Several other research projects have begun, including the study of theoretical mechanisms for accelerated decay and the study of polonium halos in granites. It was concluded during the discussions that we need to put more emphasis on meteorites. The primary method used to estimate the age of the earth comes from radioisotopic analysis of chondritic meteorites. If a large amount of accelerated decay and mixing have affected the earth, how do meteorites fit into this story? Do they reveal information about accelerated decay with no mixing processes? The RATE group decided to procure chondritic meteorite material and conduct its own laboratory analyses.

One of the current RATE working models for the history of nuclear decay suggests that a vast amount of apparent nuclear "decay" occurred during the first 2-3 days of Creation Week and then lesser pulses of accelerated decay took place in connection with the curse and Genesis Flood. Therefore, rocks created during Creation Week should show evidence of this vast amount of early Creation Week nuclear decay. Thus, the evolutionist, who insists on using present-day processes and present-day rates (uniformitarianism) to interpret the past, incorrectly infers that the evidence for a large amount of nuclear decay must imply billions of years ages for such rocks.

Another working model in RATE is that the signature of the Creation Week nuclear decay in the earth was significantly changed by the tectonic and geological upheavals of the Genesis Flood. That is, the intimate association of daughter elements such as lead, helium, strontium, and argon with their corresponding parent elements uranium, thorium, rubidium, and potassium was progressively lost as rocks experienced melting, metamorphism, and interaction with fluids in the Flood catastrophe. This original, prominent, primordial signature was blurred, but not entirely lost. The inheritance of the primordial parent-daughter correlations therefore commonly yields apparent ages in the range of hundreds of millions of years for rocks affected by the Flood.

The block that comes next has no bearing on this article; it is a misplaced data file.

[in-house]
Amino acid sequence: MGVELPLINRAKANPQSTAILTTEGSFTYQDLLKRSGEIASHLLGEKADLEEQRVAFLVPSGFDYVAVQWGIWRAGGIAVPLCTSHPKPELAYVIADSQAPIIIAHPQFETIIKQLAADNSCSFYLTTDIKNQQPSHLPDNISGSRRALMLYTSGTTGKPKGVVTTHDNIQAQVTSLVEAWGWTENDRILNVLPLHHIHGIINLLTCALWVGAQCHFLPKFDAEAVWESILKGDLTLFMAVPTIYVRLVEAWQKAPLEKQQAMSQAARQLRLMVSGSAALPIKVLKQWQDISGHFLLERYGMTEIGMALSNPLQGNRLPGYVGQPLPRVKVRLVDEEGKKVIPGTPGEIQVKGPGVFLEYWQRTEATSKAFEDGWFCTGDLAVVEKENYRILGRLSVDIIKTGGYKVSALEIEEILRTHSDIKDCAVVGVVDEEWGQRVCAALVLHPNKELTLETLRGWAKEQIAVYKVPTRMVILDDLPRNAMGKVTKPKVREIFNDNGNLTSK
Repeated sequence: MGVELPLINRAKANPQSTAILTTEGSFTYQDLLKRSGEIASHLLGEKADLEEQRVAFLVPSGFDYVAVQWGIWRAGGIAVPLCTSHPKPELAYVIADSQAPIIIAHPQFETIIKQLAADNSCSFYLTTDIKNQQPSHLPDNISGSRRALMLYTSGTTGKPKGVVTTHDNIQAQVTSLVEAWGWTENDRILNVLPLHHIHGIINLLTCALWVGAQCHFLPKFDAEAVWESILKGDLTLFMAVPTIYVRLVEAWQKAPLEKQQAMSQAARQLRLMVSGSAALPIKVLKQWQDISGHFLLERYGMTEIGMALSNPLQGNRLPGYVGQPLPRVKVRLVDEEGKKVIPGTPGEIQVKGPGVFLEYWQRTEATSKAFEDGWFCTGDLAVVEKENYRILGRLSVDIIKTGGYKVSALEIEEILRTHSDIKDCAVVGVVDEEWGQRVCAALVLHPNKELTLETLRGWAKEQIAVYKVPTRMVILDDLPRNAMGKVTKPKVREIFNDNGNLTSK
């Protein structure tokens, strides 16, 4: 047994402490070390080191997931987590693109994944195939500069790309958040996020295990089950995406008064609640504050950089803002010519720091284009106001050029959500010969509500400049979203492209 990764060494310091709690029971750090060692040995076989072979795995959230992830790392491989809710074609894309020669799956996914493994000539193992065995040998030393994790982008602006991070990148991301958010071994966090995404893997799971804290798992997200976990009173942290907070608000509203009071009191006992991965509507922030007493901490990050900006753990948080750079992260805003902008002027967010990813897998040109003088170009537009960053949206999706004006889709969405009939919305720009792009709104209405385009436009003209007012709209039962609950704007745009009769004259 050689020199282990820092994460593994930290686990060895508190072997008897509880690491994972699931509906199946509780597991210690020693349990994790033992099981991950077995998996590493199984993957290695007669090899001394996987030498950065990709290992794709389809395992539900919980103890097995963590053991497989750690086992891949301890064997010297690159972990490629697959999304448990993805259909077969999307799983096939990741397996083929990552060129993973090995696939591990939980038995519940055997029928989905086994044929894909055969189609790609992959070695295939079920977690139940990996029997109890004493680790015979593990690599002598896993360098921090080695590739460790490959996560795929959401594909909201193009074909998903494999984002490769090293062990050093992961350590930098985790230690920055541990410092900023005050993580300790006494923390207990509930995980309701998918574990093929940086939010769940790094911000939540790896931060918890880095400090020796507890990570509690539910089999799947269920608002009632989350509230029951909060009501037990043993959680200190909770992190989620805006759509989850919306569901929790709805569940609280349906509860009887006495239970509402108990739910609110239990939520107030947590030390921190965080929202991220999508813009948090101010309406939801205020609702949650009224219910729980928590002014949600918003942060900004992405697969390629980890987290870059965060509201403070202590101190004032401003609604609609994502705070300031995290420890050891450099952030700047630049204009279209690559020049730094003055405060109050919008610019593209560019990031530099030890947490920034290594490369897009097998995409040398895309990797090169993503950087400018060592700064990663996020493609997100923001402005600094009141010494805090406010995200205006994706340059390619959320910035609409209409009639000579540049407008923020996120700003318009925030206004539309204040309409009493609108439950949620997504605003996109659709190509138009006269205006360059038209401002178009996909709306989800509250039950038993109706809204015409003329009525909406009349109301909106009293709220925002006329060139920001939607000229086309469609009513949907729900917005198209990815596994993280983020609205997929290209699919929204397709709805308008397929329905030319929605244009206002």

The inheritance of even a modest amount of the large Creation-Week signature can readily produce the ages the evolutionist expects, and then selects, for Phanerozoic rocks, while the blurring no doubt accounts for the many unusable apparent ages which are currently discarded by old-earth scientists.

The concepts of accelerated decay and inheritance are both beginning to show real promise in explaining why there seems to be an apparent conflict between the age of the earth stated in Scripture and simplistic (and selective) inferences based on measurements of radioisotope concentrations. It is too early yet to reach any firm conclusions, but key pieces of the puzzle seem to be fitting into place.

We believe that God is working through the RATE group to bring glory to His name in understanding His works in the earth. For the next five years we will be concentrating on research. In 2005 we plan to write a final report answering the questions raised by radioactive decay which have bothered so many for so long. The RATE group continues to solicit your prayers and donations toward this effort.

Cite this article: John D. Morris, Ph.D. 2000. RATE Group To Release Book. Acts & Facts. 29 (8).